Earlier this month, Xianzi’s lawsuit opened in a Beijing court. Zhu did not appear for the event. After more than 10 hours of testimony, the court adjourned around midnight on December 2 without a verdict.

In the new interview, Zhu noted that it was “his right to not show up at court” given that his lawyer had compiled enough evidence to prove his innocence. “I never spoke up on the issue in the past two years. Other than the disciplinary restrictions that prevented me from doing that, this is also me paying respect for the law. I want an outcome, too,” he said.

Throughout the article, the pseudonymous author explicitly takes Zhu’s side and shows a high level of mistrust and skepticism toward Xianzi’s allegations. Claiming that Xianzi’s story is factually flawed, the author portrays her as an attention-seeking activist using “scandalous allegations” to become “the most influential figure in China’s feminist movement,” who “commented on social issues regularly, attended feminist events at home and abroad, and gained widespread support.”

At various points in the article, the author stresses Xianzi’s close relationships with foreign news publications and nonprofit organizations, implying that the alleged victim leveraged the attention surrounding her legal case to “promote some sort of ideology.” He goes on: “If Zhu were as predatory as Xianzi claimed, there would be more victims coming forward with accusations. But that never happened,” the author writes. “We’ve seen so many cases of people’s kindness being taken advantage of for ulterior motives. We should have learned our lesson.”

This morning, Zhu, who deleted all of his Weibo posts two years ago, reappeared on the platform. He shared the article with an accompanying comment (in Chinese) that reads, “I withstood an enormous amount of humiliation in the past two years. I remained silent because I believed in the law and I knew I was innocent at the end of the day. I am saying unequivocally, I never, never touched that lady.”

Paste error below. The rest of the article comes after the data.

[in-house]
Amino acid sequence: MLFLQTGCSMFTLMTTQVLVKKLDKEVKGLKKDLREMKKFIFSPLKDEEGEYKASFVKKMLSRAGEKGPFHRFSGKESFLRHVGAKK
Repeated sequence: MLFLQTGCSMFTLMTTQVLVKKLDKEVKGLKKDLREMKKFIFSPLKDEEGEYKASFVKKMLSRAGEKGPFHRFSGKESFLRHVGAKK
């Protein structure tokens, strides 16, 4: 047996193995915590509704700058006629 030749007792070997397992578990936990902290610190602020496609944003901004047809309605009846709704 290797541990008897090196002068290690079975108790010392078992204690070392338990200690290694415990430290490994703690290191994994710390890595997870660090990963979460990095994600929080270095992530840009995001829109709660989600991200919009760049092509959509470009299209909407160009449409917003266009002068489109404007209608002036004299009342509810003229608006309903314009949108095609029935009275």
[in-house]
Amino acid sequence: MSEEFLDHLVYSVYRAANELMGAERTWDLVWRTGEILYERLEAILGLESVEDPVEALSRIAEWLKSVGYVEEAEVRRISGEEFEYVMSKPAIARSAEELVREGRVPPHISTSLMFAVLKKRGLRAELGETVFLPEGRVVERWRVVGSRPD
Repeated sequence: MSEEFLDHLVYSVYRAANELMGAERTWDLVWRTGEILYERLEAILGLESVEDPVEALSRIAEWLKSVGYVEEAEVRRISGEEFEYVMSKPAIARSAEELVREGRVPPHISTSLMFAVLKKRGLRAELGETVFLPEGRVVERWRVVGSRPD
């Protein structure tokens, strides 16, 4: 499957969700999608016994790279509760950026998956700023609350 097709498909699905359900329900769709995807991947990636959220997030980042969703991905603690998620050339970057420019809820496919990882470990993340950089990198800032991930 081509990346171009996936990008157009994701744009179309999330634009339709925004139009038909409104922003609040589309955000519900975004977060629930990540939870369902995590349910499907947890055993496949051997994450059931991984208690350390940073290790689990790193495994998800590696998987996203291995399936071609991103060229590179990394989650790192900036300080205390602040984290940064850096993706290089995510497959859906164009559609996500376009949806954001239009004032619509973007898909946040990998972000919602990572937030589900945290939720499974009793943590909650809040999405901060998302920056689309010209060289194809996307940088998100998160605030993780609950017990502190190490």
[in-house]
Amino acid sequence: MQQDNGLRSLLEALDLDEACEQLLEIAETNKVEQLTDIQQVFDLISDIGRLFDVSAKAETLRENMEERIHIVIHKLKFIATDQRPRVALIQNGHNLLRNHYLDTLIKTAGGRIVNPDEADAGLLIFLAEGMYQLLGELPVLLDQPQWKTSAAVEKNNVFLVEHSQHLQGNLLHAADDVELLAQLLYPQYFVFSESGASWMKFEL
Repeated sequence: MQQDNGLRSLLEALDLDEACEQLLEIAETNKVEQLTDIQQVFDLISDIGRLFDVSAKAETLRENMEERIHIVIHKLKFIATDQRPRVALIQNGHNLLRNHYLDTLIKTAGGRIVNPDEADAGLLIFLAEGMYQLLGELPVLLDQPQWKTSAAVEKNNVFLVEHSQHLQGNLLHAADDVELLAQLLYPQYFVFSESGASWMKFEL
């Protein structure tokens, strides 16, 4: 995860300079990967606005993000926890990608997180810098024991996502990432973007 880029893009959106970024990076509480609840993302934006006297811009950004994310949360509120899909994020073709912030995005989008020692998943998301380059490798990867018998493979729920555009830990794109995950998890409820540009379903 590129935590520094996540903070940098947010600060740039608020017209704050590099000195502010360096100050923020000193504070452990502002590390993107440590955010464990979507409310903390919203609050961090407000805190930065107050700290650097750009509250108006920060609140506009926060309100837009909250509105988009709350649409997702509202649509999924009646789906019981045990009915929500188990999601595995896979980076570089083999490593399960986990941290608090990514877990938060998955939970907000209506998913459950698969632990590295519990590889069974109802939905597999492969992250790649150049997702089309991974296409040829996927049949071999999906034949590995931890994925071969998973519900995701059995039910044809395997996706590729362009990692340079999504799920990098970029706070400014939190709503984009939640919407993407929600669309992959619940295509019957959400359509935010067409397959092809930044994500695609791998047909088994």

The article and Zhu’s response have — to some extent — changed a number of people’s perspectives on the matter, with many of them starting to question if they had prematurely judged, sentenced, and convicted Zhu under the influence of the #MeToo movement. “I am a woman and now I find Xianzi’s story hard to believe. Given her close ties with foreign forces, we should start questioning her motives,” a Weibo user wrote.

Despite the latest development, many people on the Chinese internet still rallied around Xianzi and showed unwavering support for her. They argued that Zhu’s aggressive effort to position himself as the victim and smear the reputation of Xianzi was a tactic commonly used by perpetrators of wrongdoing. “The lawsuit is not over yet. But it seems like Zhu has already embarked on a full-throttle campaign to clear his name and make a comeback,” a Weibo user commented.

In a lengthy article (in Chinese) published today, Xianzi, again, recounted the alleged assault in detail and reiterated her determination to achieve full justice. “I will never give up on seeking justice at court and telling my story,” she wrote (in Chinese). “Since Zhu is willing to speak up now, I hope he will at least show up for the next hearing.”